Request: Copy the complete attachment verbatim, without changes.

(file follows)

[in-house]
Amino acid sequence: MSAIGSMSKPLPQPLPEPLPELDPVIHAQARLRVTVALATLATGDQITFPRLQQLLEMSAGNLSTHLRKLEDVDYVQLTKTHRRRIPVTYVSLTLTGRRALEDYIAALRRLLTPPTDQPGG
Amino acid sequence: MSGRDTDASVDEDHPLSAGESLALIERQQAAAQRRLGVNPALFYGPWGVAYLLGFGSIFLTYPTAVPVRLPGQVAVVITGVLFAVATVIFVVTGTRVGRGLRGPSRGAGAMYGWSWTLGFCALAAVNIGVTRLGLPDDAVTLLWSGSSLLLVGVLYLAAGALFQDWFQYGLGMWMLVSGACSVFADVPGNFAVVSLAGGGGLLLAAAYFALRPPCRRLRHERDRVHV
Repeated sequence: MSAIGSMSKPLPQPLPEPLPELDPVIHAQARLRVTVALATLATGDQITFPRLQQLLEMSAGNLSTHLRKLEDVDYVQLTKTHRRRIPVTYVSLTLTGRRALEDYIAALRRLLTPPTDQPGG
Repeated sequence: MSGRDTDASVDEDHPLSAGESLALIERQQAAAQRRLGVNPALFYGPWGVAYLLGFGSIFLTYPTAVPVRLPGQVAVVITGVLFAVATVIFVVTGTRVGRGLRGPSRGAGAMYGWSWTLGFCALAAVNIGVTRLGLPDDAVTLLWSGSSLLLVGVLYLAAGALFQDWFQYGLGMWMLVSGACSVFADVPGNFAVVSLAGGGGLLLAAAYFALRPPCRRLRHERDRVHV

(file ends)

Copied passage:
[in-house]
Amino acid sequence: MSAIGSMSKPLPQPLPEPLPELDPVIHAQARLRVTVALATLATGDQITFPRLQQLLEMSAGNLSTHLRKLEDVDYVQLTKTHRRRIPVTYVSLTLTGRRALEDYIAALRRLLTPPTDQPGG
Amino acid sequence: MSGRDTDASVDEDHPLSAGESLALIERQQAAAQRRLGVNPALFYGPWGVAYLLGFGSIFLTYPTAVPVRLPGQVAVVITGVLFAVATVIFVVTGTRVGRGLRGPSRGAGAMYGWSWTLGFCALAAVNIGVTRLGLPDDAVTLLWSGSSLLLVGVLYLAAGALFQDWFQYGLGMWMLVSGACSVFADVPGNFAVVSLAGGGGLLLAAAYFALRPPCRRLRHERDRVHV
Repeated sequence: MSAIGSMSKPLPQPLPEPLPELDPVIHAQARLRVTVALATLATGDQITFPRLQQLLEMSAGNLSTHLRKLEDVDYVQLTKTHRRRIPVTYVSLTLTGRRALEDYIAALRRLLTPPTDQPGG
Repeated sequence: MSGRDTDASVDEDHPLSAGESLALIERQQAAAQRRLGVNPALFYGPWGVAYLLGFGSIFLTYPTAVPVRLPGQVAVVITGVLFAVATVIFVVTGTRVGRGLRGPSRGAGAMYGWSWTLGFCALAAVNIGVTRLGLPDDAVTLLWSGSSLLLVGVLYLAAGALFQDWFQYGLGMWMLVSGACSVFADVPGNFAVVSLAGGGGLLLAAAYFALRPPCRRLRHERDRVHV